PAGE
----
I don’t think the Catholic Church denies the Scientific theory of the natural history of the world. The account that God created the world in 6 days may or may not be literal. We are free to accept either one of these beliefs.

And if you choose to accept evolution as the Church allows? Then what?

Dinosaurs are over in Apologetics. “Why did God create dinosaurs” Great fun in that thread. At least I am having a good time there.:wink:

May I suggest a “divide and conquer” approach to your comment – Saying that the account in Genesis is mythological and not literal is not heretical.

My goodness.:confused:
Do you realize how many words are in the whole of Genesis?

Can one assume that you are talking about the inhabitants of Eden? Who are dressed funny?

Note: Whenever I approach biological science regarding human nature, I look in the mirror before opening a book. Then I read actual research papers.


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I heard a wonderful lecture by Br. Guy Consolmagno of the Vatican Observatory this past week on that very topic (he was on the committee that demoted Pluto as a planet:)). I definitely recommend his books, if you’re interested in this.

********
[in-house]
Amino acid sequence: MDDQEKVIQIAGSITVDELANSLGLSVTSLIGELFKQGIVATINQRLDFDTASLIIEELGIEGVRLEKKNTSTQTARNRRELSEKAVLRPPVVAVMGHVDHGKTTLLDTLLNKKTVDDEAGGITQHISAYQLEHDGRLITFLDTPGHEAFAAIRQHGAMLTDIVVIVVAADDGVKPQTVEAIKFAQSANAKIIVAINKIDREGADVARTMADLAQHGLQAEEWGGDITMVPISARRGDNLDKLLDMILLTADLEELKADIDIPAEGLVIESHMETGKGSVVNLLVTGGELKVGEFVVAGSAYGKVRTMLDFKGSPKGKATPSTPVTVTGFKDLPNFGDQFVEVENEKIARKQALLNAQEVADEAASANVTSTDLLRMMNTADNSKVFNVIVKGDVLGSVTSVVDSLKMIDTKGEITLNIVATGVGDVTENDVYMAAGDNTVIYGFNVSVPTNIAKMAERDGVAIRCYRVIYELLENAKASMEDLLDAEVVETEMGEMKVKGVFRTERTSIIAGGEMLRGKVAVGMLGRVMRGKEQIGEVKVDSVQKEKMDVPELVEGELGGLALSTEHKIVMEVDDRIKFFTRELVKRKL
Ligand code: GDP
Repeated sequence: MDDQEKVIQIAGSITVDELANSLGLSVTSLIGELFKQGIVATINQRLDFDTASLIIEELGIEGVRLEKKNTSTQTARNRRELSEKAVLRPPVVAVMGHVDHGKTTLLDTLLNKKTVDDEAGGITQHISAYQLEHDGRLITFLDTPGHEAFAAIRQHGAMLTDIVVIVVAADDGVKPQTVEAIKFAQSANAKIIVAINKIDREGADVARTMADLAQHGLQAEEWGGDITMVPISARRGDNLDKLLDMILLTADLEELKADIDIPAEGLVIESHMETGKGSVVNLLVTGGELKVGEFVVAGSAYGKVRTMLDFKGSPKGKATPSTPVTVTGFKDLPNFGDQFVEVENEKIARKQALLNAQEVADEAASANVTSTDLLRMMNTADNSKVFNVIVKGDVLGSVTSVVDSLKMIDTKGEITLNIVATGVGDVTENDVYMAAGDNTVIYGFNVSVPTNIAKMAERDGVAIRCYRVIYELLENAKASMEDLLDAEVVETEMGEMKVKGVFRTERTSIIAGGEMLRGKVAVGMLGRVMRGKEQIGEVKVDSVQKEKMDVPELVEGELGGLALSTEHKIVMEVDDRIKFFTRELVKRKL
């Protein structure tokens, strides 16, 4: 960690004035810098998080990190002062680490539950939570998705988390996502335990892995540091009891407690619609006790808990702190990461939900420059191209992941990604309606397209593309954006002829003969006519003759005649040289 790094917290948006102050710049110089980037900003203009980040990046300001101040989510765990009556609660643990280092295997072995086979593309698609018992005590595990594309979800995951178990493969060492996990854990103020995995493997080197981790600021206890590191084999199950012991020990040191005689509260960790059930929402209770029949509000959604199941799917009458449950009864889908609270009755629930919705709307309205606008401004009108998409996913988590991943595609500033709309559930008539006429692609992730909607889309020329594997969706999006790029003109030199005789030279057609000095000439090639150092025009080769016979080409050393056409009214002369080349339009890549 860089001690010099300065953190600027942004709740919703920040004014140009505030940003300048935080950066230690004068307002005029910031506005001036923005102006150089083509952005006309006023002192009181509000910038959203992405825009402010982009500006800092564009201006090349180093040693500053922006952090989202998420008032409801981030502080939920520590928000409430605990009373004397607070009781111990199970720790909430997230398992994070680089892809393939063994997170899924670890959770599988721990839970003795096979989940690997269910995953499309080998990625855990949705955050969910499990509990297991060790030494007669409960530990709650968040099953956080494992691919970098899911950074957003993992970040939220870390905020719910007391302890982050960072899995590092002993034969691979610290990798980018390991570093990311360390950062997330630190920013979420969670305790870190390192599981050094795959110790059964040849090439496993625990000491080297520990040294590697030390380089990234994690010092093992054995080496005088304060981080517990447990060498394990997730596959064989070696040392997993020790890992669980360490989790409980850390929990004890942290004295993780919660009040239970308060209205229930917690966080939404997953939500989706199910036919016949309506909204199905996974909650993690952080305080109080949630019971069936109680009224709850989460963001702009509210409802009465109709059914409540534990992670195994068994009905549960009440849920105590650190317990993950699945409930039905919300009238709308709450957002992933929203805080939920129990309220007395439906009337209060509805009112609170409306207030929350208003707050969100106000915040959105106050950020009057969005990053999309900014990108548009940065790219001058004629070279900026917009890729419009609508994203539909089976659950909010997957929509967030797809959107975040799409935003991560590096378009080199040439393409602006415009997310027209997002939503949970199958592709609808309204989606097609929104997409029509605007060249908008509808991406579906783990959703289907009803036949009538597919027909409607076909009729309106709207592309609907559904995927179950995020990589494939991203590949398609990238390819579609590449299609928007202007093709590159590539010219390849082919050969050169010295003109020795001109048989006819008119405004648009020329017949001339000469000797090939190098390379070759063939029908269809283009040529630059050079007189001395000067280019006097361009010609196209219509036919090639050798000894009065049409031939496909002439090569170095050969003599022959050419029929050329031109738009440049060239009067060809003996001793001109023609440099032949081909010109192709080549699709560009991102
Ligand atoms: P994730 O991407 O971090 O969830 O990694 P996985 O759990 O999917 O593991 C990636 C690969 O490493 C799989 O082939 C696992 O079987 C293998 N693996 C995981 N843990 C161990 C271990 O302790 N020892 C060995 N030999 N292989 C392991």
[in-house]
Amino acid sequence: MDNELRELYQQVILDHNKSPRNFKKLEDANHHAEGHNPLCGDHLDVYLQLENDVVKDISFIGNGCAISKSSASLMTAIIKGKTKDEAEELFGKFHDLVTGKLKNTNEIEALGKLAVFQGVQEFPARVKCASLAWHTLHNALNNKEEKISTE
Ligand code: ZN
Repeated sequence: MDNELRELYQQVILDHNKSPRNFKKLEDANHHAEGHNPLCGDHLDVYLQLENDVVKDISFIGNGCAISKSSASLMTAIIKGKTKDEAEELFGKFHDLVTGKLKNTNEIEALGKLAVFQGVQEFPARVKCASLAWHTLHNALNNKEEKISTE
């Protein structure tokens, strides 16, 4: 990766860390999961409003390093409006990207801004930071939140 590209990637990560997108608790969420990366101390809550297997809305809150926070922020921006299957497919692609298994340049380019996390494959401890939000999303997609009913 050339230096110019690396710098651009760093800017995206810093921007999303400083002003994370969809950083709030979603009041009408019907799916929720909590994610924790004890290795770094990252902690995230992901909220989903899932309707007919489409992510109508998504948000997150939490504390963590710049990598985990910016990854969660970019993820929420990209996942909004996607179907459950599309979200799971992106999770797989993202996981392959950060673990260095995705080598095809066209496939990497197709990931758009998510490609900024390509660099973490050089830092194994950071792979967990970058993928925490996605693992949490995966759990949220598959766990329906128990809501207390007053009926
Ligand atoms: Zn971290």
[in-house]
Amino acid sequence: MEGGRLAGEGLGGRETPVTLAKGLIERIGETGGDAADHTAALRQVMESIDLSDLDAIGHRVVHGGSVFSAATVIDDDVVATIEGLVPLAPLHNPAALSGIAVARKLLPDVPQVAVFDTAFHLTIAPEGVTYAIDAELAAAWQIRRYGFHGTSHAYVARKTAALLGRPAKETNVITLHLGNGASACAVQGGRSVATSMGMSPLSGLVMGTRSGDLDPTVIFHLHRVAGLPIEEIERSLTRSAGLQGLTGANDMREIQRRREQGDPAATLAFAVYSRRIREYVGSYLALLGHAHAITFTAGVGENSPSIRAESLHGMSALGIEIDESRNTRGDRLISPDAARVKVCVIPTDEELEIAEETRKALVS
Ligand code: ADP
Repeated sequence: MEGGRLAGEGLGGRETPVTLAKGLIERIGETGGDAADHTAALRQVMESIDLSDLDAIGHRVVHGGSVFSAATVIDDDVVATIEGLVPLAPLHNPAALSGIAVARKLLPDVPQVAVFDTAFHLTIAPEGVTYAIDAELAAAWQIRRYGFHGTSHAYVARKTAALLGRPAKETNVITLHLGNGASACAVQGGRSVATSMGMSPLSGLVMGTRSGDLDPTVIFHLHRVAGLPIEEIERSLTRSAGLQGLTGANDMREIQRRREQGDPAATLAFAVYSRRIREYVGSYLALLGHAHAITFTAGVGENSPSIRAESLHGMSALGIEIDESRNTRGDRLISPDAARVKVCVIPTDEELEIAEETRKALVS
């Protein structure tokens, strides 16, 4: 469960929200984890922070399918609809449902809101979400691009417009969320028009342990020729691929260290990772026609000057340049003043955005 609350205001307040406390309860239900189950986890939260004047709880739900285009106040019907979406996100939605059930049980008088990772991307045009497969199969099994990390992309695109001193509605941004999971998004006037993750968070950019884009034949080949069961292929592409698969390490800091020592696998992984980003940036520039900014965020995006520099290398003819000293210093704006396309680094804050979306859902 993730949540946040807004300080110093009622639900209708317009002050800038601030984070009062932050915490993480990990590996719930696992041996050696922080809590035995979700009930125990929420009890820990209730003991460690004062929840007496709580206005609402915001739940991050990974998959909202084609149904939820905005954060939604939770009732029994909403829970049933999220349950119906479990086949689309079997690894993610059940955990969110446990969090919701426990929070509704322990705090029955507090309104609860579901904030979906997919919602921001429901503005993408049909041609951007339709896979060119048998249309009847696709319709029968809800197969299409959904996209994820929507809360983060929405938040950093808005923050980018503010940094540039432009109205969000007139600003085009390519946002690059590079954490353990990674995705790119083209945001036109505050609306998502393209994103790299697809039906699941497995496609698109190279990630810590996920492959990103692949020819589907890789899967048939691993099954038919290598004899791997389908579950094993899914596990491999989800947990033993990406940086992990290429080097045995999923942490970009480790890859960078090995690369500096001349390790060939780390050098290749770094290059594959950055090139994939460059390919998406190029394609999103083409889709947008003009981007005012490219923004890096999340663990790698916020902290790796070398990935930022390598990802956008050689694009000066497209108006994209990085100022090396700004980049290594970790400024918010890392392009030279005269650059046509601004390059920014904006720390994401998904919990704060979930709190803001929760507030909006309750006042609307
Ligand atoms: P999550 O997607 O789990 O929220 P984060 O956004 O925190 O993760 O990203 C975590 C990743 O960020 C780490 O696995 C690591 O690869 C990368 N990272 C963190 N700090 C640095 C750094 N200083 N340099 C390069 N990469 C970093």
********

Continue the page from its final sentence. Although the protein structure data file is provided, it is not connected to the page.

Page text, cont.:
So - - - -
What did he say about Adam and Eve being real according to the* Catechism of the Catholic Church*?


:bighanky: Can’t help it. I still feel bad about dear sweet Pluto.

Oh, don’t feel bad about Pluto–it’s a “dwarf” now, part of a whole new class of celestial objects. It’s not banished. :wink:

He didn’t mention Adam and Eve specifically, but he did have a lot to say about the relationship between faith and reason, and theology and science. The point I liked the most was that it takes faith to pursue science–faith that something exists outside ourselves, and that we can know it, and faith that the universe has order and rationality that we can begin to comprehend. :slight_smile: